The guts of our wireless node/sensor is a Soekris net4801 or net4826 embedded computer, which has a 266 Mhz 586 class CPU (Geode) single chip processor. The 4801 board includes one Compact Flash slot, three 10/100 ethernet ports, 128 Megabytes of RAM, serial ports, MiniPCI/PCI slot. In addition, 4801 has IDE port and two USB 1.1 ports. 4826 can be powered over Ethernet. Most of our nodes are 4826 boxes.

The Compact Flash slot is loaded with a Compact Flash card (4801 has 256M, 4826 has 64M), used to store the moderately patched Pebble Linux image and related files. In normal operation the card is mounted in read-only mode to reduce wear and help ensure filesystem consistency in the face of power outages. A small portion of the memory is mounted for RW file system access. Each node is equipped with two Atheros-based 802.11 a/b/g wireless cards. Two NICs enable a broader range of experiments. The radio is attached to a 5dBi omni-directional attenna. We use heavily patched versions of the Atheros MadWiFi driver for these radios.

Originally, the 4801 has a 20 Gigabyte (minimum) IDE hard disk. But we found hard disk failure is the major cause for crashes, so we removed them from 4801 boxes. Otherwise, the boxes are pretty stable and seldom crashes beside our own Kernel/drivers bugs. For our traffic monitoring project, all traces are directly dumped over NFS to one RAID 0 2 TB storage server.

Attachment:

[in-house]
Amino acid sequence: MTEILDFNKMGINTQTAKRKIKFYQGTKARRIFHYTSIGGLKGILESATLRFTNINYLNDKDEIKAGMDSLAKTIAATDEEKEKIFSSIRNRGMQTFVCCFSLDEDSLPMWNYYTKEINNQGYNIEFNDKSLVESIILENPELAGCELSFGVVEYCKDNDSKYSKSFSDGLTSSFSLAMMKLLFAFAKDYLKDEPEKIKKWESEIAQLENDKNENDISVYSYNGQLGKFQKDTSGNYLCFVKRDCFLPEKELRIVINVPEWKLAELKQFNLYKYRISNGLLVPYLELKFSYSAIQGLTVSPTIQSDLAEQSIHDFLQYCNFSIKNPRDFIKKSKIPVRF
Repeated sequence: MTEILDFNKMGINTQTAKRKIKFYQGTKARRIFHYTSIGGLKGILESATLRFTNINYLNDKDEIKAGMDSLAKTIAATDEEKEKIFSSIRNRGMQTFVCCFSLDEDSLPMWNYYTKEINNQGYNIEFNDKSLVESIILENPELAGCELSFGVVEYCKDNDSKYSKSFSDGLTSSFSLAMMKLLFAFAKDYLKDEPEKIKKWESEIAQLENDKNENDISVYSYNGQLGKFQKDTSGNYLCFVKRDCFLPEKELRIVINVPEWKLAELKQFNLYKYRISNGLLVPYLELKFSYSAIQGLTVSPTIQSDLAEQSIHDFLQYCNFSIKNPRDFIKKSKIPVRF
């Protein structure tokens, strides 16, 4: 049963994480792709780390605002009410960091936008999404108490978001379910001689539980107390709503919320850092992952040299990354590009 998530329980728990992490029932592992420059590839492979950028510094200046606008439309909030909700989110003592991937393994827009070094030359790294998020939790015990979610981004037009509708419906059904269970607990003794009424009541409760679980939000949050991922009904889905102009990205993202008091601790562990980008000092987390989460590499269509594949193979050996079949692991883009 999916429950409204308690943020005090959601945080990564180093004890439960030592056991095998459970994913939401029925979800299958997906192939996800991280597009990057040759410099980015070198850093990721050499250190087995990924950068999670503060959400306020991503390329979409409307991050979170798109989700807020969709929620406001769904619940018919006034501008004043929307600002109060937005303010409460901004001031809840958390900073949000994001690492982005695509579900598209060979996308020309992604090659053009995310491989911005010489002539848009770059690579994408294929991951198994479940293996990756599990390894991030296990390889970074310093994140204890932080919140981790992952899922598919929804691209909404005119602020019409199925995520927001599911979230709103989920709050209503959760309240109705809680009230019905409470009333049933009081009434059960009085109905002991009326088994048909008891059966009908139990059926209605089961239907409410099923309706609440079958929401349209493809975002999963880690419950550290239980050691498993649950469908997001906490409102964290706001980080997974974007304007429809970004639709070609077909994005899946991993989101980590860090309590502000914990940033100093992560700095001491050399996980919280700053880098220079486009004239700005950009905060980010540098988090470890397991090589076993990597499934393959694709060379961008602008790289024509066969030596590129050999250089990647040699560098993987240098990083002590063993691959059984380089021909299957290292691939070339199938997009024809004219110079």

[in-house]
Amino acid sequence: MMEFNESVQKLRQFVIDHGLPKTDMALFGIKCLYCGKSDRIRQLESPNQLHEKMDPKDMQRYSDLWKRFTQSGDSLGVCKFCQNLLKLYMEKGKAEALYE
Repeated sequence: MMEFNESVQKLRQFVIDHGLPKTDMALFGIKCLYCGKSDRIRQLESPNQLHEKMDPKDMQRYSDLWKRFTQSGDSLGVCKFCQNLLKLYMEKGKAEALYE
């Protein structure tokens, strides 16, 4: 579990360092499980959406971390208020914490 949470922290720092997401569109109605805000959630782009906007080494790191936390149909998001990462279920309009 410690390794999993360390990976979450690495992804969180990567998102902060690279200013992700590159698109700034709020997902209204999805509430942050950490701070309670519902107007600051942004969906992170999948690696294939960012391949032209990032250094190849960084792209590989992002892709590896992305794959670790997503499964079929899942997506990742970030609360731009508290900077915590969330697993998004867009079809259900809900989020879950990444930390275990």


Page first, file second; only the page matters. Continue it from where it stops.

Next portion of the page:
We have done several things to help us test new software and run experiments more conviently. First we install/re-install the kernels and other software through a master controller to keep all software synchronized and up-to-date automatically. It usually takes 1-2 minutes to re-install everything for all boxes. Since the kernel logs are gone after reboot because they are stored in memory file systems, we have all kernel logs remotely logged into our master server. This helps us to perform post-crash analysis or makes system management easier in general. In cases when the kernel hangs/panics or for some reason we can not login to perform a manual reboot, we can remotely reboot these boxes (and instruct them to boot to a stable kernel) in a minute. In addition, we use Geode CPU watch dog functions to make the boxes reboot themselves after certain timeout. Thus we minimize manual intervention for software update, experiements, and debugging.

Soekris 4801

Soekris 4826

4826 Pod (sep'd 1meter)